On Debating Christian Apologists »« Medical Miracle In Mississippi! (or, I am one cynical bastard)

“Protestant Work Ethic” Vs. “Atheist Work Ethic”

The “protestant work ethic”
Was, we assumed,
Underlying the gains we had made.
A secular ethic, it’s
Clear, left us doomed—
And an atheist one, much afraid!

Our country was built on the
Fear of a God
Who would smite us for sloth (it’s a sin)
We have to believe, or
It’s all a façade—
And the atheist communists win!

The theories assume that a
Godly belief
Is so useful, we don’t need a test—
The thing is, they tested it:
Here’s the motif—
The atheist way is the best!

Statistical evidence
Must be dismissed
Or, at least, we must say that it’s fraud!
Or else, it is false, what
Believers insist…
Productivity hinges on God!

A recent article in the Journal of Institutional Economics explores the assumption that the protestant work ethic should be credited with… well, with all the warm fuzzies it is always credited with. And the answer is… no. Hemant has a version, too. This particular study focuses at the interstate US level; one cannot extrapolate to either an international level, nor an interpersonal level.

At the interstate level, though, religion is not predictive of entrepreneurial activity.

Mind you, there are partial answers at other levels. At an international level, for instance, an earlier article in the same journal suggests that some predictors of socioeconomic success (in particular, property rights and the rule of law) are negatively associated with religiosity.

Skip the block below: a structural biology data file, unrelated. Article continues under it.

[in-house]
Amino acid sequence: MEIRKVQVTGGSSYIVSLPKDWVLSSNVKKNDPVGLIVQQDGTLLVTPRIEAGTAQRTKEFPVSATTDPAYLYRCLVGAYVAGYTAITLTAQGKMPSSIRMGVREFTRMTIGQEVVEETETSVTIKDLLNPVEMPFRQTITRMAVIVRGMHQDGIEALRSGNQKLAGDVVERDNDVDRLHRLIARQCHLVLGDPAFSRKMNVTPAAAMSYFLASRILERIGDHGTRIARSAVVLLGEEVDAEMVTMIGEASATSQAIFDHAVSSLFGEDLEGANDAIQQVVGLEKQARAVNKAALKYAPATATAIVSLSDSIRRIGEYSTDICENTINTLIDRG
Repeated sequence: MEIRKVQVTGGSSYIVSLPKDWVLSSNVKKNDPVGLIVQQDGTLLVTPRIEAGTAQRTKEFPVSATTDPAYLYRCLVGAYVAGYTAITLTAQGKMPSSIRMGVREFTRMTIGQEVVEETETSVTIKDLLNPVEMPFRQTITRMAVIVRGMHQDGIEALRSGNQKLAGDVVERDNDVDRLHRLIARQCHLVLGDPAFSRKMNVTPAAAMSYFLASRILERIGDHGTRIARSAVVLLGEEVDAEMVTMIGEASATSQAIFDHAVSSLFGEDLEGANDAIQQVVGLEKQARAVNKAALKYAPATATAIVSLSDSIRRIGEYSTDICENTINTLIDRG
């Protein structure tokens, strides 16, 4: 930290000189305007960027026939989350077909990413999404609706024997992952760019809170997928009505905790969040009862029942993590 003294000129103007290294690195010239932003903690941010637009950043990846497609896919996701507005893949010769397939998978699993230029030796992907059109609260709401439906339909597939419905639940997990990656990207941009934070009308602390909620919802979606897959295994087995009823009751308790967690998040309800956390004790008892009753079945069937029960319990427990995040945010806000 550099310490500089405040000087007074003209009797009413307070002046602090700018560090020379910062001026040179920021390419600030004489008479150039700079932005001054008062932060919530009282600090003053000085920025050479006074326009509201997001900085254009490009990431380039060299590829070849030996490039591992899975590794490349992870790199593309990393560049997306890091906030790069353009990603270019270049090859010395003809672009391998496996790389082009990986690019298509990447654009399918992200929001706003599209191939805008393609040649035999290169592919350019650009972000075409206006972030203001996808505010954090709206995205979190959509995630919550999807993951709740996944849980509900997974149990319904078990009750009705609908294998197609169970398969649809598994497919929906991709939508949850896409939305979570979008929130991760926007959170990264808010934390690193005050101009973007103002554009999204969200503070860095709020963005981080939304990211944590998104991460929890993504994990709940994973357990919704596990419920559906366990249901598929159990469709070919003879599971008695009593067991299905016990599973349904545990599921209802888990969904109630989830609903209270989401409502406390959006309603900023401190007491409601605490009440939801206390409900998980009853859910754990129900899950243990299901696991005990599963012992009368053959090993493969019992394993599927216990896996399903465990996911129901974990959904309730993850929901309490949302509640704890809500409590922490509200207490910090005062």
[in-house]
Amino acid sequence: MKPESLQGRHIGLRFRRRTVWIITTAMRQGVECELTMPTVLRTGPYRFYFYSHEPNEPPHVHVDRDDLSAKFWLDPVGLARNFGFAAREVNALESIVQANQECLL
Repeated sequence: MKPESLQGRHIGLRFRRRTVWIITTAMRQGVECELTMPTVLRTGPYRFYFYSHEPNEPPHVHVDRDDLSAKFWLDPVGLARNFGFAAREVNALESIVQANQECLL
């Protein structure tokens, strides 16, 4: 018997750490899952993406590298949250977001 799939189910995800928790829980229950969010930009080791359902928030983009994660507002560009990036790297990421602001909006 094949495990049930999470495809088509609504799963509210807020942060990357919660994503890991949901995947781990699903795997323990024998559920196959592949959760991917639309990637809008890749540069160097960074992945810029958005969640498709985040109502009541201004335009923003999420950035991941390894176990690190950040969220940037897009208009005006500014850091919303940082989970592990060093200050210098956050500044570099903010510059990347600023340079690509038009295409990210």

The truth is, everything about us is complex. Nothing is simple–not even the relationship of god-belief to any given measure of culture. If anyone tries to tell you that the answer to everything is simple… the cool thing is, the answer to their proposition actually is simple.

No.

Well, unless it’s me. Me, you can believe. No, really.

Trust me.

Edit… I just looked at the recent FTB posts… if you have not yet, read this and/or this, either of which are far more important than the post you are currently reading.

Comments

  1. Cuttlefish says

    I’ll assume that “ok” is the sign of your willingness to accept and believe what I say. In all things.

    You won’t regret it.

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    .

    .

    .

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    much.

  2. dickspringer says

    The term “Protestant work ethic” was introduced by German sociologist Max Weber, who discussed the differences between Protestant and Catholic Europe. At the time the former was much more prosperous.

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